Based on the audit work performed and our professional judgment, the risk associated with each observation was rated using a three-point scale. The risk ranking (high, moderate, low) is based on the level of potential risk exposure we feel may have an impact on the achievement of Fisheries and Oceans Canada’s objectives, and is indicative of the priority Management should give to the recommendations associated with that observation. The following criteria were used in determining the risk exposure level:

Criteria Table
High Controls are not in place or are inadequate.
Compliance with legislation and regulations is inadequate.
Important issues are identified that could negatively impact the achievement of program/operational objectives.
Moderate Controls are in place but are not being sufficiently complied with.
Compliance with central agency/departmental policies and established procedures is inadequate.
Issues are identified that could negatively impact the efficiency and effectiveness of operations.
Low Controls are in place but the level of compliance varies.
Compliance with central agency/departmental policies and established procedures varies.
Issues identified are less significant but opportunities that could enhance operations exist.

6.1 External Collaboration

Since the effects and implications of climate change impact both government and society, external collaboration facilitates the understanding of external factors and their impacts on the Program’s objectives, risks and priorities. For effective external collaboration all parties involved must share the same expectations and ensure their respective needs, constraints and risks are understood and managed.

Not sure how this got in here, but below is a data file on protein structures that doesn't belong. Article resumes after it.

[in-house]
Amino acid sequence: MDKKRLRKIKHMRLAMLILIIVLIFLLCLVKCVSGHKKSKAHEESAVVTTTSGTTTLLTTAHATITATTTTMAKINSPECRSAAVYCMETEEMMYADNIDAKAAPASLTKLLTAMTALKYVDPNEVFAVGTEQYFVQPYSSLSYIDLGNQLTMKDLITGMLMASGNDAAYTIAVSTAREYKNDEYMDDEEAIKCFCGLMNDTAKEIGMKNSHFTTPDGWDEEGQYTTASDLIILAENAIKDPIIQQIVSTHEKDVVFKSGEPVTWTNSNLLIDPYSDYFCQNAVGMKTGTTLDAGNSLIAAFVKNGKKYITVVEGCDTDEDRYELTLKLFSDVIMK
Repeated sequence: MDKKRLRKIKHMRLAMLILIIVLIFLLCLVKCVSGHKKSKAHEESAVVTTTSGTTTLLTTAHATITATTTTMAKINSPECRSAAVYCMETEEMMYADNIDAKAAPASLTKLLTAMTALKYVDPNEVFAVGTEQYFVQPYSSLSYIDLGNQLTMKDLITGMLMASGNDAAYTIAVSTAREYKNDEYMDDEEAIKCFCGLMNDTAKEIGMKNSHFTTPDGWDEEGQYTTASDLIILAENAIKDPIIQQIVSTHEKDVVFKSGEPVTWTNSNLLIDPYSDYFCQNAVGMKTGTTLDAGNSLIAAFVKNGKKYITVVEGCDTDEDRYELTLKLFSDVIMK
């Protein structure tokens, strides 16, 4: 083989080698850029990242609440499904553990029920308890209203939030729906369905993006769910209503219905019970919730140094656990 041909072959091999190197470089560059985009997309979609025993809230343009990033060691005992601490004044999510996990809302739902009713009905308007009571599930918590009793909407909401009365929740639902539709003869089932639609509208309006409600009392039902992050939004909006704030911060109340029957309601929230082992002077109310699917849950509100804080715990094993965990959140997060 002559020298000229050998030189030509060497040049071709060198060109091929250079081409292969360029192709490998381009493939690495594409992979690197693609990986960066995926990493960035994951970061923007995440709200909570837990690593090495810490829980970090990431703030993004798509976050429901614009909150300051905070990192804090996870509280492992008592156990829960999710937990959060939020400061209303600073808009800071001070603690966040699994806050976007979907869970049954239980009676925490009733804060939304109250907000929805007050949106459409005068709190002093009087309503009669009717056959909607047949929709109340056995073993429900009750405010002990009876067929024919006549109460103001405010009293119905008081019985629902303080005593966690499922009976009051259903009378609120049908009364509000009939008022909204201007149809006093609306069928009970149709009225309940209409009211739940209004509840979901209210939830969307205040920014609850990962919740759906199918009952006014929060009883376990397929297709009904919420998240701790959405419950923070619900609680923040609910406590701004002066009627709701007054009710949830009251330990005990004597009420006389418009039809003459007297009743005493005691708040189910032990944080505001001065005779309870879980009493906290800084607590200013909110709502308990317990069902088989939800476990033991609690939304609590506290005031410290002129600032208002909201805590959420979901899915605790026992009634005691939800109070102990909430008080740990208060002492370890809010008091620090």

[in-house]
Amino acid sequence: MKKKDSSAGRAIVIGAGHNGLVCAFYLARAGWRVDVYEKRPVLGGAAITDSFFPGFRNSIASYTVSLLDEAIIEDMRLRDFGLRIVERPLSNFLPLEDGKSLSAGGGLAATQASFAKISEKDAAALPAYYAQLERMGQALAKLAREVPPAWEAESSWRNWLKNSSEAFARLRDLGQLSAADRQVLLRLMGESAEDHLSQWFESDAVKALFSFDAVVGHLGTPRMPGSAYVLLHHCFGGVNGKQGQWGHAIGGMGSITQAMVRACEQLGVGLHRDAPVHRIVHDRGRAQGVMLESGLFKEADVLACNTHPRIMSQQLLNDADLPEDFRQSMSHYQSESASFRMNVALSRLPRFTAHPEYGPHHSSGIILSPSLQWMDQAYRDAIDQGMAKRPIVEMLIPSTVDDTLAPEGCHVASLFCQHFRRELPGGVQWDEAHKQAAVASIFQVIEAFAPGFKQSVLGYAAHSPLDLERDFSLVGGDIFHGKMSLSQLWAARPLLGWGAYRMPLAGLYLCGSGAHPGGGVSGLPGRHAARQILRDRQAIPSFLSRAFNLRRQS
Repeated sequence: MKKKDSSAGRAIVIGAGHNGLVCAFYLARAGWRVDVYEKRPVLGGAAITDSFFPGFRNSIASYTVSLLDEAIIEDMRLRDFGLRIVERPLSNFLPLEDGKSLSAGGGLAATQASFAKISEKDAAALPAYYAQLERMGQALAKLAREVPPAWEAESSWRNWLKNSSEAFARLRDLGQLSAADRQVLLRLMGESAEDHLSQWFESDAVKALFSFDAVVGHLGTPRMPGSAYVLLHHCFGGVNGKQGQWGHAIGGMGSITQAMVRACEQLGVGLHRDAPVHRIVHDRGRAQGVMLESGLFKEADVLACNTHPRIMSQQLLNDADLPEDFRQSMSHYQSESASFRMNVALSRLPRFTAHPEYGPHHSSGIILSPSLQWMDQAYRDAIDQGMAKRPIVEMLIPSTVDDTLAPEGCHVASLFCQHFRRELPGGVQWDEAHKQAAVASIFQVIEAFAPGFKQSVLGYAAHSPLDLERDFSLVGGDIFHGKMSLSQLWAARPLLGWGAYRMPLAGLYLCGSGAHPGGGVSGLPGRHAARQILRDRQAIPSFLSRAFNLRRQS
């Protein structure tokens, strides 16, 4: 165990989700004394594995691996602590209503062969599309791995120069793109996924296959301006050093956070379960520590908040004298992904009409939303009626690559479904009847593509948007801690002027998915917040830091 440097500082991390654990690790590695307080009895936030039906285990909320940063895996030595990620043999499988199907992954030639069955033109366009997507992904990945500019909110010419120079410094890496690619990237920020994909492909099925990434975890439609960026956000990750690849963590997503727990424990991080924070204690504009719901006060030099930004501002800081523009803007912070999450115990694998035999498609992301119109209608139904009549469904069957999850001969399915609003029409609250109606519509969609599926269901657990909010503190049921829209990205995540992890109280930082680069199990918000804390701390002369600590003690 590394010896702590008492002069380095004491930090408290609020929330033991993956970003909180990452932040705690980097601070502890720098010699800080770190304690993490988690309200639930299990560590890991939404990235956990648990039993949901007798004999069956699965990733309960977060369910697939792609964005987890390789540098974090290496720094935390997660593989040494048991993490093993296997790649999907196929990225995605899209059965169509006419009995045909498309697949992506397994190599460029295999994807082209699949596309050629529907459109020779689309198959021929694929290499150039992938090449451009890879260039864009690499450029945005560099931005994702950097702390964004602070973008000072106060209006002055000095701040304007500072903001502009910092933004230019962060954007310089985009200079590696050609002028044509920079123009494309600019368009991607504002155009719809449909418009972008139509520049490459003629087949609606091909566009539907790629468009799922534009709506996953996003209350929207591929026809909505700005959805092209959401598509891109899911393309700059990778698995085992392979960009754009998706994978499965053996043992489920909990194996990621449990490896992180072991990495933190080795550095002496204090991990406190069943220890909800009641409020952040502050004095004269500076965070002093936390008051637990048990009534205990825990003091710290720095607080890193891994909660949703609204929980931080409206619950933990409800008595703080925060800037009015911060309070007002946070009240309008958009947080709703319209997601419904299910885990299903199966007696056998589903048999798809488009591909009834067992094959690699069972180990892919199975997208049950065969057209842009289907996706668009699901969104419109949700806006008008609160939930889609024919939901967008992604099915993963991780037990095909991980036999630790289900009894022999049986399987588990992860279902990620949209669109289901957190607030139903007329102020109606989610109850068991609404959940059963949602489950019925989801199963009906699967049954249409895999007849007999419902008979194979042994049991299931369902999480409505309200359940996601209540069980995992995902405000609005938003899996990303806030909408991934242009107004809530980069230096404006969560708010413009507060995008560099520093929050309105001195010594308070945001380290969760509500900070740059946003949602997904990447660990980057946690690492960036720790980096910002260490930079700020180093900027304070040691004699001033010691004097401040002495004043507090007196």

Those departments receiving funds under the Clean Air Agenda’s mandate to implement programs in support of helping Canadians adapt to a changing climate, are expected to collaborate with the other Clean Air Agenda Adaptation Theme departments/agencies, research institutions, and other levels of government.

Observations Section 6.1
Observations
Low

6.1.1 The Program actively participates in collaborative opportunities with other Clean Air Agenda Adaptation Theme departments/agencies and with external stakeholders (such as research institutions and other levels of government). There is an opportunity however, to develop a formalized process for engaging in collaborative opportunities with external stakeholders outside of the project selection and risk assessment processes.

The Program’s internal collaboration with other departmental sectors is very strong. The Program included a broad range of sectors in both the risk assessment and project selection processes. Further, in interviews with various departmental sectors during the planning phase of this audit, the Program’s strong collaboration with and amongst internal stakeholders (e.g., sectors and regions) was consistently highlighted as a best practice that should be shared with the rest of the Department.

External collaboration was examined in detail through interviews and document review with the following methods of collaboration being identified:

Formal Methods of Collaboration

The Program actively participated in all formal collaborative opportunities available to it, as identified below, and utilized the information received in these collaborative exchanges to further strengthen the Program’s risk assessments and inventory of existing climate change adaptation tools.

The Program actively participated in both of the Interdepartmental Steering Committees led by Environment Canada; the Director General Management Committee and the Director General Adaptation Policy Steering Committee.